The biggest concern I've always had for all electric cars doesn't seem to be addressed any better than anywhere else: how to build up all the infrastructure. Replacing batteries has never been a problem, just create one that can be easily replaced. Creating places that are always within a hundred mile limit will be the problem. Gas stations within a hundred mile limit even now almost everywhere, even on the long as East/West roads of the Midwest. But putting these everywhere would be something.

This doesn't even cover work vehicles that may never sit near a conveniently placed charging spot.

And it seems it is an all or nothing approach. No hybrids as of yet. It'd be great if he got together with Chevy to see if he could provide an adapter, or at least the ability, to convert the Volt to his system when it comes out.

Granted it looks like he'll need a great deal more buy in from all the auto makers in order for his system to work.
posted by zabuni at 9:28 PM on August 20, 2008


I appreciate this, but what has to change isn't the fuel. It's the automobile model itself.
posted by dhartung at 9:44 PM on August 20, 2008 [1 favorite]


His concept is pretty interesting, but something about it just makes me feel that it just isn't innovative enough; like he had a moment of insight but didn't follow it through fully and instead stuck on conventional approaches to the problem to come up with his solution. I can see how moving to a mobile phone like model will help deal with charging infrastructure issues; companies in the business will have an interest in providing "charging coverage" to larger areas in order to woo customers.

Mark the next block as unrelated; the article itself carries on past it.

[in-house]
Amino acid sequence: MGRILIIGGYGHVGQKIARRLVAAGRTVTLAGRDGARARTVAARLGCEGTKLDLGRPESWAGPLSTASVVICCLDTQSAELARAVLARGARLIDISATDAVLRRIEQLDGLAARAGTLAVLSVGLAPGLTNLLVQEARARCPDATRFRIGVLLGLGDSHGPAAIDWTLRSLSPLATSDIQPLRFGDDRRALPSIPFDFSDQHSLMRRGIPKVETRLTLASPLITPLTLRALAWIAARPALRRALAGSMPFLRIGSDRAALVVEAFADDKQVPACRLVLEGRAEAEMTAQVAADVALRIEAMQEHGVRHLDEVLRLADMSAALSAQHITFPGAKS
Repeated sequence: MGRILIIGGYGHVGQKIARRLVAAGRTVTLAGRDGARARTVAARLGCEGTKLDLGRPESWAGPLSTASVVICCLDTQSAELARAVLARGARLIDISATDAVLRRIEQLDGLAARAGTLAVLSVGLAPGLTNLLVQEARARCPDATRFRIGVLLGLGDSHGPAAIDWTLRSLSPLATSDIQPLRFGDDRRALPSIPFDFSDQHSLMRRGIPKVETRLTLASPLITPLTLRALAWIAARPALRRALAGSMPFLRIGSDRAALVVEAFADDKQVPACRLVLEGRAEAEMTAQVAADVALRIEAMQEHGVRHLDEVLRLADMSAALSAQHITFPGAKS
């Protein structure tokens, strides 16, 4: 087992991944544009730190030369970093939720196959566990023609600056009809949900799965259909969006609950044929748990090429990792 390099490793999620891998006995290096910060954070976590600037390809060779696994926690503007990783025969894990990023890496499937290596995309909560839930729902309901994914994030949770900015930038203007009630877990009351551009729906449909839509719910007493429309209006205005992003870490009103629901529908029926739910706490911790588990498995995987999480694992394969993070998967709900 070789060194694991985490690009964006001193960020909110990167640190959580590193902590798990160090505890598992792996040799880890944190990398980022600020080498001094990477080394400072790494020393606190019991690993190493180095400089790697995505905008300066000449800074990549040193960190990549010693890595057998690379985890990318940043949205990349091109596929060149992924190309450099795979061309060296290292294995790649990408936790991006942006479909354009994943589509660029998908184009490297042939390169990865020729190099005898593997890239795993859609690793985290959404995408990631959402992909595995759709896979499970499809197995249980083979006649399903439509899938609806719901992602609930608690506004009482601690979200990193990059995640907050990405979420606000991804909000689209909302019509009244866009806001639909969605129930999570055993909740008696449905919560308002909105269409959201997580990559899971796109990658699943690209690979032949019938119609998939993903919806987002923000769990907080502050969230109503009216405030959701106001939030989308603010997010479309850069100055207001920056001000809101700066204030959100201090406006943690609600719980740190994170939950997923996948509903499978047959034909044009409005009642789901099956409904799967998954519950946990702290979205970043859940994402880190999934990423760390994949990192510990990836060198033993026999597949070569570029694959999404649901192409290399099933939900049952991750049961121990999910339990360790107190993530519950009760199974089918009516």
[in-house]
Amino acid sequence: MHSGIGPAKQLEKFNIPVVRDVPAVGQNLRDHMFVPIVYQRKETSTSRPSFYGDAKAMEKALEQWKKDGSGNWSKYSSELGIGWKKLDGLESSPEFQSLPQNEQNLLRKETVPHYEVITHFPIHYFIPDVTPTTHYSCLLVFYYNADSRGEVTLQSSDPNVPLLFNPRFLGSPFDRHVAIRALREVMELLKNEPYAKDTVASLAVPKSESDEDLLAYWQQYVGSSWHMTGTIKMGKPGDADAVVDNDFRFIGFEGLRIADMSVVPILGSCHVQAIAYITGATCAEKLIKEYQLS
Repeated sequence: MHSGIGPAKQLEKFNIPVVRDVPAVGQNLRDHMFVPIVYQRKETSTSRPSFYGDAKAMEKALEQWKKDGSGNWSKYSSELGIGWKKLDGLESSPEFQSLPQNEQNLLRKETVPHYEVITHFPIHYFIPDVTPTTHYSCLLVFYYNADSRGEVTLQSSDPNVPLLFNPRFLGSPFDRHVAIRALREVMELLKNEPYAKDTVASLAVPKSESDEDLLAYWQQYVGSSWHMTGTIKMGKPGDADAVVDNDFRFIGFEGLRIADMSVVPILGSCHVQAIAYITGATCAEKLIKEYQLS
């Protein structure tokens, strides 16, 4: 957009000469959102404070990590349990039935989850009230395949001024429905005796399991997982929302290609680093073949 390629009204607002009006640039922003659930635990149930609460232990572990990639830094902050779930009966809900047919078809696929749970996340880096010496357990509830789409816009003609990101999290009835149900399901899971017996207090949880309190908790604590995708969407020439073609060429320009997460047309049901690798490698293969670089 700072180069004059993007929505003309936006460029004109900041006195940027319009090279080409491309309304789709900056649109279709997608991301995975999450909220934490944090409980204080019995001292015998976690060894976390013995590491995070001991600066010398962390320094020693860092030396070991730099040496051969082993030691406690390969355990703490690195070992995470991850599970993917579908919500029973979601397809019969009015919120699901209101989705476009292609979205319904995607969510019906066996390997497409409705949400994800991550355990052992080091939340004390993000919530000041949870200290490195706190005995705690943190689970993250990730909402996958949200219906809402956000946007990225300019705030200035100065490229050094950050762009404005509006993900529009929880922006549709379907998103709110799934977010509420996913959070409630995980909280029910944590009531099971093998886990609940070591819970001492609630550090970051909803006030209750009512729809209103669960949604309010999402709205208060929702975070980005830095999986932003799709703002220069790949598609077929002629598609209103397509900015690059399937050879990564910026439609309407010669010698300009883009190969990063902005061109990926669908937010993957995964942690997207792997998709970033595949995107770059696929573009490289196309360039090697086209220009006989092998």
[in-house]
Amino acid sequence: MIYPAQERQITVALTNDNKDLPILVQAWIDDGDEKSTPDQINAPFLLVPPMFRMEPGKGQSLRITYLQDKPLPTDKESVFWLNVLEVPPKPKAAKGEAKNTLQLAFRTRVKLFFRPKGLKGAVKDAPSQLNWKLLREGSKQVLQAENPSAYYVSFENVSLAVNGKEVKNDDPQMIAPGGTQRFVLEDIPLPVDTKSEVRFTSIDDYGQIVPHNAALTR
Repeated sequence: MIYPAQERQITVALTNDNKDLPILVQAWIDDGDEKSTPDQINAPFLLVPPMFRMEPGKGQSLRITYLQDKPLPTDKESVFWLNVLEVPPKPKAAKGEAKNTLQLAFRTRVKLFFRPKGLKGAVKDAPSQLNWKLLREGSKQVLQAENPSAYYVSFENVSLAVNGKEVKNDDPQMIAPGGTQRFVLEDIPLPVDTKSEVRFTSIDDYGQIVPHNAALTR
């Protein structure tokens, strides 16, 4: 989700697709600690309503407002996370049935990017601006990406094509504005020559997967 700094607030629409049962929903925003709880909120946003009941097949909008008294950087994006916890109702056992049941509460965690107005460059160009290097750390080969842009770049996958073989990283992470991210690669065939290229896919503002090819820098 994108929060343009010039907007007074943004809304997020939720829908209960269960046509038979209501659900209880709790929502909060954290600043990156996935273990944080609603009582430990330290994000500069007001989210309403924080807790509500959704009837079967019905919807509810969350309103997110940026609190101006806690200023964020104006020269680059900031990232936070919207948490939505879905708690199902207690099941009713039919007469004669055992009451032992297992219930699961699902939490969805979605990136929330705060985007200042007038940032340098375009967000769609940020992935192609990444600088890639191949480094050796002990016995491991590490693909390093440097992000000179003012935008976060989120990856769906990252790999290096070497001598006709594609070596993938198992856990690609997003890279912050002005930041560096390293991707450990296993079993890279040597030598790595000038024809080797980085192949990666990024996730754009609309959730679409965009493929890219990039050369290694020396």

But the battery replacement thing might need a bit more thought. Like Freen mentioned there has to be some standardized system for replacing batteries; given how big and heavy batteries are I don't think a purely mechanical solution of lifting the battery out of the car via some robotic crane will cut it. That will put heavy limitations on how car manufacturers design their vehicles.

Also, I think his idea is most suited for solving the issue of daily transport within urban areas, i.e. people driving to work and back, or making short errands or trips within the city. However, there might be better solutions to the problem than electric cars, for example public transport, bicycles, some communal micro-vehicle system, etc. You really don't need a large vehicle that can fit 5 adults and 2 bags of luggage just to get to work. But of course, pushing to remove cars altogether will probably be an even more difficult task in many countries compared to his current endeavour.
posted by destrius at 9:56 PM on August 20, 2008


What about motorcycles? Somehow, an electric Harley just doesn't cut it.
posted by Class Goat at 10:14 PM on August 20, 2008


The biggest concern I've always had for all electric cars doesn't seem to be addressed any better than anywhere else: how to build up all the infrastructure.

Start with one city. If you put a few stations in one city, you can get many people in that city to switch. Then work on the next city, and make sure there are sufficient stations between those two cities. Incentive to switch in all participating cities grows with each city that joins the system. Eventually, someone will hammer the last spike between LA and NY.
posted by pracowity at 10:29 PM on August 20, 2008 [1 favorite]


If this succeeds I expect it to play out in the exact same way as it always does. For example Sony Honda comes out with a tape battery that's better than the more popular model. If not that then the standard varies from continent to continent. I'm not saying it won't work, but it would be nice if everyone worked together on this one instead of screwing over the consumer. Fingers are crossed.